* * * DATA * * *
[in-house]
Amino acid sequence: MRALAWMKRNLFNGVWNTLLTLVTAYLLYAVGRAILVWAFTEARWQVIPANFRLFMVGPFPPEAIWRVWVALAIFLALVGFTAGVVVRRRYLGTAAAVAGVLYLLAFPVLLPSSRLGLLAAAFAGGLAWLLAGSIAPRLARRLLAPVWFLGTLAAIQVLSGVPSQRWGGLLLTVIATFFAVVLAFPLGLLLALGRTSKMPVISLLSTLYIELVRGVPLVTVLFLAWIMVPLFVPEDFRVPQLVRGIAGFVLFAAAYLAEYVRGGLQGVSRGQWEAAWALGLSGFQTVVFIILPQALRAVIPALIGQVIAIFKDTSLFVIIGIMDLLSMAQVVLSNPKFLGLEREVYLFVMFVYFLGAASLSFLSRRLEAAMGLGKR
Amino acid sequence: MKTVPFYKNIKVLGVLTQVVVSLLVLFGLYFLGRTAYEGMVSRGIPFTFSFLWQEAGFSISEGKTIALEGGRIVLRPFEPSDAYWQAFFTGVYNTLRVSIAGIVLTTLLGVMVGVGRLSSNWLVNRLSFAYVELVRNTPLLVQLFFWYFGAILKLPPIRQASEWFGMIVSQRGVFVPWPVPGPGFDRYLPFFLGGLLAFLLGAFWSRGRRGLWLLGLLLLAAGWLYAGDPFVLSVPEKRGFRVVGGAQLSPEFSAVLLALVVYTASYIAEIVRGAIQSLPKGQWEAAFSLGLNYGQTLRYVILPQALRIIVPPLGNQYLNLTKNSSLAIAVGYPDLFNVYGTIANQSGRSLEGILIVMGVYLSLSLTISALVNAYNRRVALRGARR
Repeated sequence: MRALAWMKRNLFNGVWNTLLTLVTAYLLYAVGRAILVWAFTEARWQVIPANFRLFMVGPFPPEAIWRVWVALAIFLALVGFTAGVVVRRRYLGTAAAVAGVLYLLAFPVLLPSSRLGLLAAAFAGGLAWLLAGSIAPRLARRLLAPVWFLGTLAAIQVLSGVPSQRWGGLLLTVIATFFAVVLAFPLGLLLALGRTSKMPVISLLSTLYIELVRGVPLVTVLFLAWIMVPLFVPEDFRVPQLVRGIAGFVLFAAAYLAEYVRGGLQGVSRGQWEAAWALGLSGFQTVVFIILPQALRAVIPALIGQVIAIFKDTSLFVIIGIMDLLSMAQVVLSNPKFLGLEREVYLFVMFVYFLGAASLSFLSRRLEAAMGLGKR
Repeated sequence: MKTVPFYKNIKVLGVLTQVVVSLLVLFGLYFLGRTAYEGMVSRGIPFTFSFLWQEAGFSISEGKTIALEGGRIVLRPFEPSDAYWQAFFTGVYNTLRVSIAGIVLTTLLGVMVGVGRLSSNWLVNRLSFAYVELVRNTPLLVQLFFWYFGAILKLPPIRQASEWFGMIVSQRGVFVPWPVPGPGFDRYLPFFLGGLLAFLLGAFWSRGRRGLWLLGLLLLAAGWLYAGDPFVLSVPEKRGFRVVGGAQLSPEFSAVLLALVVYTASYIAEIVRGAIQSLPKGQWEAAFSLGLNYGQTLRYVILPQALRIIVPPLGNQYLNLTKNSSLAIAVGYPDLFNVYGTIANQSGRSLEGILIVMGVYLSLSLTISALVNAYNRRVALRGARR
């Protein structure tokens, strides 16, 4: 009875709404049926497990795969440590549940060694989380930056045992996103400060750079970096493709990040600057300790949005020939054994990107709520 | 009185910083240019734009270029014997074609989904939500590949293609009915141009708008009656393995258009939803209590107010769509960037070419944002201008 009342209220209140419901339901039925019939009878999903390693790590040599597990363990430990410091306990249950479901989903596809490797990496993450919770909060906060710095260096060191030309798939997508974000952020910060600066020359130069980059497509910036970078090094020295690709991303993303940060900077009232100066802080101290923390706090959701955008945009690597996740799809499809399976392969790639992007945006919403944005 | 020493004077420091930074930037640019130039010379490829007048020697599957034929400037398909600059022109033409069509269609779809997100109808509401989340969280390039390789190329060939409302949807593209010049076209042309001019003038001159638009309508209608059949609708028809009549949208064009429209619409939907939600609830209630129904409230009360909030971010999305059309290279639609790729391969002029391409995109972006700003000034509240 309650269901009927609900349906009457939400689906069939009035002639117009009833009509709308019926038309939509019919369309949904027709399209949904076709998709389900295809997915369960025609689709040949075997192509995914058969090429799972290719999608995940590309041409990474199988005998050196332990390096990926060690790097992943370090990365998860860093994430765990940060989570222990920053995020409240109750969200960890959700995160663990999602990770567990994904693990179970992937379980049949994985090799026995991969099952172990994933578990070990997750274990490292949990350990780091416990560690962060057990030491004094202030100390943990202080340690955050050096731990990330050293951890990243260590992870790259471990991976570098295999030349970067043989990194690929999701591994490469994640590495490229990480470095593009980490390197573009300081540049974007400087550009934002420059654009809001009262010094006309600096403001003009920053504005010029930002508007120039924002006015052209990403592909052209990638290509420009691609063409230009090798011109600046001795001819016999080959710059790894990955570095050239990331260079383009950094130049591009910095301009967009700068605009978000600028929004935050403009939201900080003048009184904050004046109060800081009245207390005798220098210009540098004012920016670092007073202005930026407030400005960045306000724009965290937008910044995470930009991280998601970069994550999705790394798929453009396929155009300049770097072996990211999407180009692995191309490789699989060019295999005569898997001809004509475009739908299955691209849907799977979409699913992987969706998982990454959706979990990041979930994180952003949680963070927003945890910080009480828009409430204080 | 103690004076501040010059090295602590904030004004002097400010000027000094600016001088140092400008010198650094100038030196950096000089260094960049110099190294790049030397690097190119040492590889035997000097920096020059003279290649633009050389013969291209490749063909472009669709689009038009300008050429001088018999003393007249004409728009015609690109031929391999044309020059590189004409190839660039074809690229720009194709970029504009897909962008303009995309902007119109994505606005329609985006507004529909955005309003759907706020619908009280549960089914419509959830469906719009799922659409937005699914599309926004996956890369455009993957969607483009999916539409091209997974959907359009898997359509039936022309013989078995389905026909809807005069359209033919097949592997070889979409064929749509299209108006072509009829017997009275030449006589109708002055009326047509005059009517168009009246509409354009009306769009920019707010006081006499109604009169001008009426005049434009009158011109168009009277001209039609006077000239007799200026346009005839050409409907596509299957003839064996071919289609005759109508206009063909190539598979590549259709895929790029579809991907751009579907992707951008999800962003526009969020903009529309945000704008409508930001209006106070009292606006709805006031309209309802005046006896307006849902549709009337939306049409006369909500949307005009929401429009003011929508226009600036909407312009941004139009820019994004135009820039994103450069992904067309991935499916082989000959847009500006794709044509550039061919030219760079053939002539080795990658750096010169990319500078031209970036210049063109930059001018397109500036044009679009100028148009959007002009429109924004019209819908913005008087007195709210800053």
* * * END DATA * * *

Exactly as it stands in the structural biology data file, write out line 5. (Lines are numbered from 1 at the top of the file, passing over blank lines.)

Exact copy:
Repeated sequence: MKTVPFYKNIKVLGVLTQVVVSLLVLFGLYFLGRTAYEGMVSRGIPFTFSFLWQEAGFSISEGKTIALEGGRIVLRPFEPSDAYWQAFFTGVYNTLRVSIAGIVLTTLLGVMVGVGRLSSNWLVNRLSFAYVELVRNTPLLVQLFFWYFGAILKLPPIRQASEWFGMIVSQRGVFVPWPVPGPGFDRYLPFFLGGLLAFLLGAFWSRGRRGLWLLGLLLLAAGWLYAGDPFVLSVPEKRGFRVVGGAQLSPEFSAVLLALVVYTASYIAEIVRGAIQSLPKGQWEAAFSLGLNYGQTLRYVILPQALRIIVPPLGNQYLNLTKNSSLAIAVGYPDLFNVYGTIANQSGRSLEGILIVMGVYLSLSLTISALVNAYNRRVALRGARR